The Secret Garden is an interesting novel where we see the different characters slowly change and behave like better children. I enjoyed the natural element in the story where the flowers and plants in the secret garden are helping them grow stronger as well. Definitely recommended for both young and old, and who knows, it might even stimulate children to play outside more…

WWW Wednesdays #28 – February 25th

wwwwednesdaysOriginally featured at Should Be Reading and now hosted by Sam at Taking On A World Of Words, WWW WEDNESDAYS is still about answering the following three questions:

  • What are you currently reading?

doctorsleepI’m currently about half way into Doctor Sleep by Stephen King, the sequel to the famous The Shining novel. I loved reading the first book last year and I’m excited to be visiting Danny Torrance and his special powers again. The book is awesome so far, and I absolutely love the Abra character! I have a feeling this one will get a high rating…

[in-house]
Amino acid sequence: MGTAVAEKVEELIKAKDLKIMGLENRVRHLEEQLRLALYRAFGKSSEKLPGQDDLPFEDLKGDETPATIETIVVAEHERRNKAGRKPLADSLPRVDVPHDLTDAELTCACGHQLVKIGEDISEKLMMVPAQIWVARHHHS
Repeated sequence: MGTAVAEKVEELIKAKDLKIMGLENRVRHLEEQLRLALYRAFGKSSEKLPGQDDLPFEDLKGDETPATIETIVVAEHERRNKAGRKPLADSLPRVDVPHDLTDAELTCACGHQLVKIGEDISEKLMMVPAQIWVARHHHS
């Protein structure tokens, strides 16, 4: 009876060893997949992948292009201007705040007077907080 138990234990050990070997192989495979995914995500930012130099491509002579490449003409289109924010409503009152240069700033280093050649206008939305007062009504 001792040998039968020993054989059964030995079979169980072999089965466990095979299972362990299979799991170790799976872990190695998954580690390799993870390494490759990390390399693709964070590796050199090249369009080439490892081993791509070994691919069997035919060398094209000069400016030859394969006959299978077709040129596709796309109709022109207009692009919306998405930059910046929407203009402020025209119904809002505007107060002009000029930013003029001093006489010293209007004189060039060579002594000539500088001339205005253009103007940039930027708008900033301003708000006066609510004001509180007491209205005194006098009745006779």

• What did you recently finish reading?

thesecretgardentheoceanattheendofthelaneI’m finished The Ocean At The End Of The Lane by Neil Gaiman the other week and I absolutely loved this adult fantasy story with magical realism elements. I’ve just posted my full review! Last Sunday I finally finished reading The Secret Garden by Frances Hodgson Burnett as well. I’m ashamed to admit it’s my first read of this story…  I didn’t understand every Yorkshire line, but I loved the fact that it will hopefully inspire children to explore the world outside! A full review will be posted tomorrow…

  • What do you think you’ll read next?

gardensofthemoonGardens Of The Moon by Steven Erikson is still waiting for me next… I have been wanting to read this one for ages now, so maybe I should just kick myself and finally read it. Although I might be tempted by another novel when I finish my current read…

BOOK REVIEW: The Ocean At The End Of The Lane – by Neil Gaiman


Title: The Ocean At The End Of The Lane